By Rebecca Compton
This morning, inspiration arrived as I was driving out to the beach. The view through my windshield showed a dark, rain-heavy sky. An opening in the clouds, appeared, blue sky beyond, the rim of the clouds gilded with sunlight. Ah, I thought: hope.
In my way of thinking, hope is the most wonderfully nebulous of abstractions, and that very indefinable nature of hope is why I cherish it so much. Hope is the big concept behind my “glass is half full” way of living. Hope has no attachment to a specific outcome; it is simply a way of living with the belief, faith, assurance and, yes, security, of knowing that all will be well. I hope for something positive, beautiful, or healing. I hope for world peace, knowing I can only do my small part in the process. World peace will come – or it won’t. I hope for rain for my garden. Rain will come – or it won’t.
This is not to say I don’t set intentions. I am, fiercely and with every fiber of my being, setting the intention that a loved one’s battle with cancer will result in total healing and the full remission/cessation of cancer. And, I hope for ease and grace during the process. Can you sense the difference?
I also know that hope, because of its very ephemeral nature, comes and goes, waxes and wanes. For me, hope has no specifically identifiable “something” at the end. Indeed, hope has no end. My hopes may not materialize in concrete ways “right now”, and I know that hope will return; it’s a lovely wave I can ride. And, when I am most present, the Universe rewards and encourages my hopefulness: a beautiful ray of sunshine piercing a storm cloud; an unexpected smile from a stranger; a loving hug, for no particular reason. Hope is rewarded in small, immediate, meaningful ways. These fleeting, yet transcendent, moments are the constant rewards for living a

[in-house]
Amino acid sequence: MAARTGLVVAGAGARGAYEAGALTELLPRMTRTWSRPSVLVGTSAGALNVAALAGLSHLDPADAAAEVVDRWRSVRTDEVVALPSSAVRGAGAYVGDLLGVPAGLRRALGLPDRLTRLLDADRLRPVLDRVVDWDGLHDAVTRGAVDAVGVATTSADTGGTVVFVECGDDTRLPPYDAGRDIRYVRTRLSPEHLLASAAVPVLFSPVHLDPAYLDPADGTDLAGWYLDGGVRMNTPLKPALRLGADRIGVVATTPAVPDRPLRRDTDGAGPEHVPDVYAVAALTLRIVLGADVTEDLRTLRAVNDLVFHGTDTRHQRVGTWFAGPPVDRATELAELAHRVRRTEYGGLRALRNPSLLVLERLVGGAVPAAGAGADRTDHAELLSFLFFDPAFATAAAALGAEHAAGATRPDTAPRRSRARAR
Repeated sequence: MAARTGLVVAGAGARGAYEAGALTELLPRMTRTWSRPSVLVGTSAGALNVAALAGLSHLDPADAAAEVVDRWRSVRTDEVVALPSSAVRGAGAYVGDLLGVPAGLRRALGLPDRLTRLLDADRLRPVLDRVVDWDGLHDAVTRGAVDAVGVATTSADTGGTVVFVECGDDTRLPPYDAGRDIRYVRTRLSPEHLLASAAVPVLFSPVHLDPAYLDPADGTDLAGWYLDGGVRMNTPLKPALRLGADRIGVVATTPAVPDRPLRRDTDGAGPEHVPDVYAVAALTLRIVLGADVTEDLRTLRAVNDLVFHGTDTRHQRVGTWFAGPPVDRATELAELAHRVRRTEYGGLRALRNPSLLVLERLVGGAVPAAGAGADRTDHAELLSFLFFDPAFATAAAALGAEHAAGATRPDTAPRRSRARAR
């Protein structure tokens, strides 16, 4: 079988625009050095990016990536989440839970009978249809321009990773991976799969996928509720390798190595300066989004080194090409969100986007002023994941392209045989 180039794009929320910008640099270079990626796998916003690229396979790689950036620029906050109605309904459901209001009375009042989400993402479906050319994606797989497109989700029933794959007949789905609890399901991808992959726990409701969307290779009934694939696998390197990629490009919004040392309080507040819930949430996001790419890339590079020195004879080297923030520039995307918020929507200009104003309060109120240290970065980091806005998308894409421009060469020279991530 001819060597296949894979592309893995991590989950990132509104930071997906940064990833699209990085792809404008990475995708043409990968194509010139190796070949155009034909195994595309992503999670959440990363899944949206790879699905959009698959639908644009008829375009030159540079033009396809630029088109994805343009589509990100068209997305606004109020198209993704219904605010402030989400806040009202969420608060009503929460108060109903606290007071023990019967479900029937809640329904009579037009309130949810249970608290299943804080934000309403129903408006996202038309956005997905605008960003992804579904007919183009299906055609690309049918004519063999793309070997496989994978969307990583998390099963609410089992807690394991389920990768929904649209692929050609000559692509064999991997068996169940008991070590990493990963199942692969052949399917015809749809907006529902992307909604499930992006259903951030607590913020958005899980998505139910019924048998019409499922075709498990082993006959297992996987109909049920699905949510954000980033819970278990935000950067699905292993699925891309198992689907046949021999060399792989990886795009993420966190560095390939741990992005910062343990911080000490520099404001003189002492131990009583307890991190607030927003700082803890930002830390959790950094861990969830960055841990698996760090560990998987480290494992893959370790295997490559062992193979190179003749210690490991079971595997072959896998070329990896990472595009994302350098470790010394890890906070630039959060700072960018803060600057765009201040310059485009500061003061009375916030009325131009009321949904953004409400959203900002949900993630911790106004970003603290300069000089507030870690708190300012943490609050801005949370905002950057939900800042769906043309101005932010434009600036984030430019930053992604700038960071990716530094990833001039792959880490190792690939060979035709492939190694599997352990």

hopeful life. We can hope for things over which we have no control (rain, world peace, freedom from cancer). And because we have no power over these things, we are free to relax into hope. All that is required is to “be” hopeful; one doesn’t need to “do” anything. To be hopeful requires no extra energy or effort, no preparation, no work. I’m not even sure it requires “presence.”
Hope is a possibility, not a promise.
I encourage you to relax into hope. Why not try it? There is everything (and no thing) to be gained.
Rebecca Compton recently retired from a much loved career as a school librarian. She now enjoys abundant time to think, create, relax, drink coffee, and enjoy sunrises. She is entranced by the unfolding of this next phase of her life.